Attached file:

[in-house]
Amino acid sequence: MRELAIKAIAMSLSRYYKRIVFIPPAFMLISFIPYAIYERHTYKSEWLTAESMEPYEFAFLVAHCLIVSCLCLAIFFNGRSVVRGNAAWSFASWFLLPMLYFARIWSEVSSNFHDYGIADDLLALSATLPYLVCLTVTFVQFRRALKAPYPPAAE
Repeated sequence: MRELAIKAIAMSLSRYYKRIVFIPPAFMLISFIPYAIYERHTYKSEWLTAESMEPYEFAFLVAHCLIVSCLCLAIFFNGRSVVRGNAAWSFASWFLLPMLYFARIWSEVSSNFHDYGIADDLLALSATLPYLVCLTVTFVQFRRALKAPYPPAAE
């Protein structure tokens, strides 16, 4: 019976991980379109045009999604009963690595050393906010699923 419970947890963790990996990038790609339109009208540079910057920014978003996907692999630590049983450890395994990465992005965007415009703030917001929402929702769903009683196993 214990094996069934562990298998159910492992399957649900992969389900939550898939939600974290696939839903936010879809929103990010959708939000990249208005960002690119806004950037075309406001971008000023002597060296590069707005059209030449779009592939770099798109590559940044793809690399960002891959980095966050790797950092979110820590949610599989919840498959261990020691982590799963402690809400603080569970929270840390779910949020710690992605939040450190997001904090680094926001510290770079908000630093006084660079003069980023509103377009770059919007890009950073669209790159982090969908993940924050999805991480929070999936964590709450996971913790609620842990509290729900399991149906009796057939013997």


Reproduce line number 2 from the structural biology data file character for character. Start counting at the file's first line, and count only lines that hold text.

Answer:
Amino acid sequence: MRELAIKAIAMSLSRYYKRIVFIPPAFMLISFIPYAIYERHTYKSEWLTAESMEPYEFAFLVAHCLIVSCLCLAIFFNGRSVVRGNAAWSFASWFLLPMLYFARIWSEVSSNFHDYGIADDLLALSATLPYLVCLTVTFVQFRRALKAPYPPAAE